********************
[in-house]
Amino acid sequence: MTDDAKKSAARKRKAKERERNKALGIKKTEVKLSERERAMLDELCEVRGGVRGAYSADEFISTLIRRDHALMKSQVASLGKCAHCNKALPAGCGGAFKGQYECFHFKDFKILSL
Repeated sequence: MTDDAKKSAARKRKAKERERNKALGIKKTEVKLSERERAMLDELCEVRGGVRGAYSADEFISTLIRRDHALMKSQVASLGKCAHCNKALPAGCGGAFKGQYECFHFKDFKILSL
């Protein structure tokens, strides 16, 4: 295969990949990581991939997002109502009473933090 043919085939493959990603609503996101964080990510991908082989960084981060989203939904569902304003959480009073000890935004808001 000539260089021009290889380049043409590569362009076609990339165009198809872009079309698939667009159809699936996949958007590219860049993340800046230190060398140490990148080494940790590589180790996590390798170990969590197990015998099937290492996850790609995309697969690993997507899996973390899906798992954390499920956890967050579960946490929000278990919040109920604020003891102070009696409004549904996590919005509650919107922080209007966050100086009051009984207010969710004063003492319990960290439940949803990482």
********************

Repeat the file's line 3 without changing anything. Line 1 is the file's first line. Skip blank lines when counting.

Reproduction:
Repeated sequence: MTDDAKKSAARKRKAKERERNKALGIKKTEVKLSERERAMLDELCEVRGGVRGAYSADEFISTLIRRDHALMKSQVASLGKCAHCNKALPAGCGGAFKGQYECFHFKDFKILSL